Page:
India's export growth is likely to be flat in the next fiscal if the global economy does not pick up, the Economic Survey said on Tuesday.
The Survey said that though India's merchandise exports have touched an all-time high of USD 422 billion in 2021-22, the world economy has started facing formidable headwinds and the ripple effect of the global trade slowdown has started reflecting in India’s goods export growth. India's exports contracted by 12.2 per cent to USD 34.48 billion in December 2022 due to the global demand slowdown, and the trade deficit widened to USD 23.76 billion during the same period, according to government data.
During April-December this fiscal, the country's overall exports rose 9 per cent to USD 332.76 billion while imports increased 24.96 per cent to USD 551.7 billion. The trade deficit during April-December 2022 period widened to USD 218.94 billion as against USD 136.45 billion in April-December 2021. "The export outlook may remain flat in the coming year if global growth does not pick up in 2023, as indicated by many forecasts," the survey said. In such cases, it said, diversification in export destinations and the product basket through free trade agreements (FTAs) would be useful to enhance trade opportunities.
At times when the base (global growth and global trade) is not growing, export growth will have to come predominantly through market share gains, it noted. "In turn, that comes from the focus on efficiency, productivity, technology, and innovation. That game has to be lifted. Governments can try and open markets through FTAs. But, to take advantage of that is in the hands of private sector participants," it added.
The World Trade Organisation (WTO) has projected a growth of only 1 per cent in global trade in 2023. In December 2022, key export sector have recorded negative growth and that include engineering goods, gems and jewellery, leather goods, pharma, carpet, and petroleum products.
"The slowdown in Indian exports is inevitable in a slowing global economy, characterised by slowing global trade," it said. India’s external sector has been impacted due to volatility in global commodity prices; tightening international financial conditions; heightening financial market volatility; reversal of capital flows; currency depreciation, and looming global growth and trade slowdown. "However, it has been able to face these headwinds from a position of strength on the back of strong macroeconomic fundamentals and buffers," it added. The government is expecting that measures like announcement of National Logistics Policy, and recently implemented FTAs (UAE and Australia) would address the external frictions by creating opportunities for exports.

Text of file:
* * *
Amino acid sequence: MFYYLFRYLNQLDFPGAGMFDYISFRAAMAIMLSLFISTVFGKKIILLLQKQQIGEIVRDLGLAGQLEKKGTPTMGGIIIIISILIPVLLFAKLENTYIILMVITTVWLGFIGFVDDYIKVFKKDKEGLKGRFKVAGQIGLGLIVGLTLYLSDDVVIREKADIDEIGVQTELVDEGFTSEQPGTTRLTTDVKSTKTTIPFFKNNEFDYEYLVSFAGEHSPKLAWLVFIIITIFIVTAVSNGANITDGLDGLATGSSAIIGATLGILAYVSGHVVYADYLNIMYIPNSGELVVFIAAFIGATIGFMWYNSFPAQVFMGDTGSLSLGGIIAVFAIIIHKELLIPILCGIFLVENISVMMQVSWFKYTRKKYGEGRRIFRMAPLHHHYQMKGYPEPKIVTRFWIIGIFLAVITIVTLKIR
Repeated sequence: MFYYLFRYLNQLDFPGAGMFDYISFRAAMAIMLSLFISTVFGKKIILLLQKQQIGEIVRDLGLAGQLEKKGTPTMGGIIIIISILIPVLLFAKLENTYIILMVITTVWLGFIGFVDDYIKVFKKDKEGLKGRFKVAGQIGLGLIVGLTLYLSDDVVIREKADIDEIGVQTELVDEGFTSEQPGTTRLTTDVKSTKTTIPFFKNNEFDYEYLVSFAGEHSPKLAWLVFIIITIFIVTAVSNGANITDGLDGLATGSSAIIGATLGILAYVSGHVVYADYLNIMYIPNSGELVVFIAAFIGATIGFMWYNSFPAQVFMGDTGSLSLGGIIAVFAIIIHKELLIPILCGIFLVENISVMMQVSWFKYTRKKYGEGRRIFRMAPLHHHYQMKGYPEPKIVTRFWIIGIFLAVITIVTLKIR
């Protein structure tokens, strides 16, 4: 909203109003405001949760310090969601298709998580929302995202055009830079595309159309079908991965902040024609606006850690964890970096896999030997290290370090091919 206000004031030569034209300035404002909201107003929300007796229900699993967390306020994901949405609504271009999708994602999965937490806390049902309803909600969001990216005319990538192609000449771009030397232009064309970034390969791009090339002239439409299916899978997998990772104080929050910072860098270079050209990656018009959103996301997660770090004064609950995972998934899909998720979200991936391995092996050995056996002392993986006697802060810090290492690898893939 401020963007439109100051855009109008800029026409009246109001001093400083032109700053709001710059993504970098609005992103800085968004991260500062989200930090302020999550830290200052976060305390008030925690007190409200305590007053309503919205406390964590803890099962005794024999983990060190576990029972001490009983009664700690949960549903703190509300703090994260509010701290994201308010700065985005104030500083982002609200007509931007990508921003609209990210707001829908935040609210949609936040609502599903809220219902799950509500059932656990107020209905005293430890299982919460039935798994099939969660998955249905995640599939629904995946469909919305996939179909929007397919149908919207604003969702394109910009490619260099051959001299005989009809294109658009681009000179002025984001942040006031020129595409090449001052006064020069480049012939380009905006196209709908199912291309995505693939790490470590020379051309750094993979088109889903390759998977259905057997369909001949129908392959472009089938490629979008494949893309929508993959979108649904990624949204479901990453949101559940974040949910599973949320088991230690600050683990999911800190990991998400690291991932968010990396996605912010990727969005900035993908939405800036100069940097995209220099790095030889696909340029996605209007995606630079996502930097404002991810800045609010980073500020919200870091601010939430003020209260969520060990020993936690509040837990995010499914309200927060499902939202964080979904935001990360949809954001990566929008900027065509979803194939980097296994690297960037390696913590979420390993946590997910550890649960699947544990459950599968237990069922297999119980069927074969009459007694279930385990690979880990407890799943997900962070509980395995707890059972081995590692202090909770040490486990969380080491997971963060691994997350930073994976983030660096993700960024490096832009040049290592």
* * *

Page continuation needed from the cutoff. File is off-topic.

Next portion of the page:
"Thus, the whole ecosystem would evolve in an export-friendly manner over time," the survey said adding the risk of supply chain shocks has never been more palpable than today, following compounding crises from the US-China trade war, the Covid-19 pandemic, and the war in Ukraine.
In this fast-evolving context, as global companies adapt their manufacturing and supply chain strategies to build resilience, India has a unique opportunity to become a global manufacturing hub this decade, it said. The three primary assets to capitalise on this unique opportunity are the potential for significant domestic demand, the government’s drive to encourage manufacturing, and a distinct demographic edge, including a considerable proportion of the young workforce, the survey suggested.
It said that the FTAs would help provide greater market access with a reduction in tariff (customs duties) and non-tariff barriers on goods and services and make the exporters competitive. Recognising that FTAs would continue to feature permanently in world trade, India has engaged with its trading partners/blocs with the intention of expanding its export market.
"The economic rationale for FTAs was the diversification and expansion of India’s exports to its trading partners, providing a level playing field vis-à-vis the competing countries having preferential access in our trading partners, as well as gain easier access to raw materials and intermediate products, at lower costs, for stimulating value-added domestic manufacturing," it said.
India has so far concluded 13 FTAs and six preferential trade agreements. The country is presently engaged in negotiations with the UK, Canada, and European Union. The limited progress in the multilateral trade negotiations at the WTO is one of the reasons responsible for the increase in FTAs.
While merchandise exports are witnessing some slowdown in the second half of 2022, India's service exports have been robust.